This is what you are looking at when resizing and cropping your photos. Here’s the thing, looking ONLY at the PPI will CONFUSE you. Why? Because in most cases, your camera is taking a large image size at a lower PPI. For example…  21inx14in @ 240ppi OR 72inx48in @ 72ppiBoth these sizes, though they have very different PPIs, are high resolution images. In fact…they are nearly identical…wanna see?

Look at the top two numbers for the first image size, 21inx14in @ 240ppi…

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Now for the second set, 72inx48in @ 72ppi…

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The results:

Uhm, wait a minute…they are EXACTLY the same size!!! 5184×3456. Meaning they have the exact number of pixels in both images, despite their obvious size and PPI differences.

  • Both will produce high quality images.
  • There is no reason to resize these images before loading into ROES to place orders.
  • When you load these high res images, ROES will then allow you to crop, tilt, rotate, etc. and still maintain the high resolution you are after.
  • If an image needs a stretched background, some cloning to straighten, those sorts of things, you may need to make those adjustments ahead of time.

Lesson:

You run into problems with resolution when you try to increase BOTH size and ppi at the same time. For example, taking an 8×10 @ 72ppi to a 20×30 @ 300ppi…is not going to work, but when going DOWN in size, you have much more leeway.To get a visual image of how this is works…think of it like this. You have 3 squares in front of you. Large, medium and small. In the medium square, you have 16 Lego bricks (don’t tell the children I played with their toys, then they want to play with mine!), your pixels, lined up in rows and they fill the square perfectly.
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Now, you can take these bricks and still fill the small square perfectly. There are even bricks to spare, but this smaller square is still nicely packed tight with bricks.
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But, if you take those same 16 bricks and try to fill the large square, you are going to have more space between them, more blank space showing through.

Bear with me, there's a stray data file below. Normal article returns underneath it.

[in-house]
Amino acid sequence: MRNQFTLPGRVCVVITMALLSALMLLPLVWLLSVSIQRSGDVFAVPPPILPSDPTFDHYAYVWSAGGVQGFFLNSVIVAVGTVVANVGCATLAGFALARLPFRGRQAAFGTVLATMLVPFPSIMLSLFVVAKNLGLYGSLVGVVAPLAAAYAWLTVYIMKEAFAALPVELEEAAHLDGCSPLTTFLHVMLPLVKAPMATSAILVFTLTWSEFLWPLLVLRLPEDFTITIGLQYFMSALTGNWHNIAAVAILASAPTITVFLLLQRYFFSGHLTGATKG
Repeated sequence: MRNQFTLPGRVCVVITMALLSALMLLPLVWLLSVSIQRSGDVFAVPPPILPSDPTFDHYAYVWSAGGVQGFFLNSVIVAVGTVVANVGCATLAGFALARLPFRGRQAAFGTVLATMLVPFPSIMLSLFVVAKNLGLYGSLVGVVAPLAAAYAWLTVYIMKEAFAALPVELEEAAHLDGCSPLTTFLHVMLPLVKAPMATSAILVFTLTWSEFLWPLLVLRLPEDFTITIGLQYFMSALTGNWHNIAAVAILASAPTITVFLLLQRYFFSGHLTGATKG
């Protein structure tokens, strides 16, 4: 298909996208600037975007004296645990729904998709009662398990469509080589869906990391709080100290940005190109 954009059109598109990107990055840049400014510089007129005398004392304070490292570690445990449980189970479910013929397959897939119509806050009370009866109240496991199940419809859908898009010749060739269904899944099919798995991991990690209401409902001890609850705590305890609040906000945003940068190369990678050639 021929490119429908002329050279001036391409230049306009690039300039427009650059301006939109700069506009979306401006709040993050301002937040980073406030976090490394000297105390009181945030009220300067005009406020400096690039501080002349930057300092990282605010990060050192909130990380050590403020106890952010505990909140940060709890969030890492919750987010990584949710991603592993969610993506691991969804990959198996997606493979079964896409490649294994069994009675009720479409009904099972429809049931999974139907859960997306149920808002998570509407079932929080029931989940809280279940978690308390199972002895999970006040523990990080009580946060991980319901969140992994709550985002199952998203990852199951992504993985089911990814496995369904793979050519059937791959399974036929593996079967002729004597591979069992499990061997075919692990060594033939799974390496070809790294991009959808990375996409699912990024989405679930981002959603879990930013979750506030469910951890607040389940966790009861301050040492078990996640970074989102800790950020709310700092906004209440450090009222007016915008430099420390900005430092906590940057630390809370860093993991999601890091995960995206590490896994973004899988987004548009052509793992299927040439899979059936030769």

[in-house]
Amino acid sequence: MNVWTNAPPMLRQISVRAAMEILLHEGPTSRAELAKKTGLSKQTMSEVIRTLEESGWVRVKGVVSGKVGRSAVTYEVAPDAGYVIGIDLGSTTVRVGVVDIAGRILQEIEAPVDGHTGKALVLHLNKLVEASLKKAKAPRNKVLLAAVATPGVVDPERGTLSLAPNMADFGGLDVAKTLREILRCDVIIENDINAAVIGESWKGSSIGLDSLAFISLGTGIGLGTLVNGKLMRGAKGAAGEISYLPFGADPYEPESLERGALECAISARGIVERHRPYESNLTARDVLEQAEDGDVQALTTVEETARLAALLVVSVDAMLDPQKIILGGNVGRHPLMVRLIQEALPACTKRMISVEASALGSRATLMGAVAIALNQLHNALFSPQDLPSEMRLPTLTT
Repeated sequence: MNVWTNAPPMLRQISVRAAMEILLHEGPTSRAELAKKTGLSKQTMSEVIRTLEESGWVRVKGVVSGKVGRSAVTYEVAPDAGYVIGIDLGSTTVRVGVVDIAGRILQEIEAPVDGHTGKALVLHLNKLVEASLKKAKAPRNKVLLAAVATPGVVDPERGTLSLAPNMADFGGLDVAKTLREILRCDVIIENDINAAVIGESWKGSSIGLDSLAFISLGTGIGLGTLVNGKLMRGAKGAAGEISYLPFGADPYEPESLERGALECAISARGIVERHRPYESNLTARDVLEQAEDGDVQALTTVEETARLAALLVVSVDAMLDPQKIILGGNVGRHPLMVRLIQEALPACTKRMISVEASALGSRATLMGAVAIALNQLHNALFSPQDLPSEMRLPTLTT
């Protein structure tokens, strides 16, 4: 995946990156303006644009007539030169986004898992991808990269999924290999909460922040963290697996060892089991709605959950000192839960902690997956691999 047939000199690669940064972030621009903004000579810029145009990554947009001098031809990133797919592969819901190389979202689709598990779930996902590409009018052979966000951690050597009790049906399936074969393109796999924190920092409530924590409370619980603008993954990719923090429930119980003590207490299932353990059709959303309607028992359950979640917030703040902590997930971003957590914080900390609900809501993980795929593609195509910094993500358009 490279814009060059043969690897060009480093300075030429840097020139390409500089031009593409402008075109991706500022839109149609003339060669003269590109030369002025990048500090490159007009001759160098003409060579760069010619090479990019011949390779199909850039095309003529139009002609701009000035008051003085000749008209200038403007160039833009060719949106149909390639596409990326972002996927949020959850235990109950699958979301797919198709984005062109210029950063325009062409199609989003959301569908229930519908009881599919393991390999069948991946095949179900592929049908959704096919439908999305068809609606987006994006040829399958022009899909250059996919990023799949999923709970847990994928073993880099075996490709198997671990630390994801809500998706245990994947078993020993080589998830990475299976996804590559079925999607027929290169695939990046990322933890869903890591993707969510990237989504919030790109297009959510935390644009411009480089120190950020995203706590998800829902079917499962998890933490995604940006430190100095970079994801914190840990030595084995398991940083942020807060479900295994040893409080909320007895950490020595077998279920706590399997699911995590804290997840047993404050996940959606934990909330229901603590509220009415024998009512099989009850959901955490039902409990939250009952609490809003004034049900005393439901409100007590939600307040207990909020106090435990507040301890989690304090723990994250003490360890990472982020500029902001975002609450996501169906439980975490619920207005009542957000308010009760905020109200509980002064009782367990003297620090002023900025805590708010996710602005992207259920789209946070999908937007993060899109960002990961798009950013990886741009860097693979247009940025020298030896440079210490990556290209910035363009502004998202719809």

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Printing problems:

This is where your printing problems come in. As you try to use these same number of pixels to fill a large surface area, you are left with gaps. In order to fill those gaps, your computer is going pull from surrounding pixels sort of *guessing* what is needed to fill it up. This is where it starts to get *fuzzy* and not print well.

Okay now you are thinking…”so what does this mean when I crop and resize?” 

  • If I am taking an image that is the aforementioned 72×48 @ 72ppi, I can easily resize to a nice print that is 20×24 or other large size at 300ppi. Why? Because I am going down in physical size which allows me to use those extra pixels to fill up the resolution to 300ppi.
  • But again, I do NOT have to do this before I load to ROES. If I take my full size high res images, edit and save them just the way they came out of my camera (assuming I am taking RAW or high res JPEGS) I can simply load them into ROES and use their tools to do my cropping. The resizing will be done on the other end from my large file.
  • But their Q&A section says to resize to 300, right? Yea, I know… they say that because it is a frequently asked question, and they are answering based on the idea that you are going to do your own *pre-cropping,* in which case, they want you to do it at the right resolution. But if you just load it up and use their tools, all will be fine.

So now that you understand that, you find you have a slightly different problem…a client ordered a photo in different sizes, and while the small wallets look great, the desk print is slightly blurry and the wall print just looks bad.

  • This is normally more of an issue with your photo itself. It was probably slightly out of focus to begin with. But why do the smaller ones look okay?

Back to our squares…and now, that DPI I told you to forget temporarily. When printing, bigger isn’t always better. Sometimes you can get away with passing off a slightly not-so-perfect image off in a smaller size because smaller again means packing tighter. Now that we have moved over to the print side, we are looking at dots…as in dots per inch. ( Now this technically has to do with both DPI and PPI, but for the purposes of illustrating what’s happening, we are going with the dots).

With our squares again, we see what the image as an 8×10 looks like…

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Now, if I go DOWN in size, I can almost make it look better overlapping those areas that were previously gaps….

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So my wallet size actually ends up looking better, even though it is technically the exact same photo. And then when I take that *so-so* photo and go bigger…well….let’s not do that okay? It doesn’t end well.

{This is where I insert my disclaimer: Yes, those who have more in depth understanding of resolution and printing know this isn’t *exactly* how it all works, but for the purposes of helping beginner photogs understand what is happening to their photos, these visualizations work}

In the end if you have your camera set to take high res files, RAW or JPEG set to large file format…you are going to be just fine, no adjustment needed before loading to ROES, or even online consumer sites. If you MUST make adjustments, just be sure when you are done, your pixel dimensions, those numbers in the screenshots above, are in the THOUSANDS for good images, preferably the 5000×3000 range.

Kimberly Earl is the owner of K. Lynn Photography in Charleston, WV, a wife and mom to four kiddos. She has been snapping at the world since 1993 and been in business since 2007. You can follow her on Facebook, but she is currently on a short hiatus.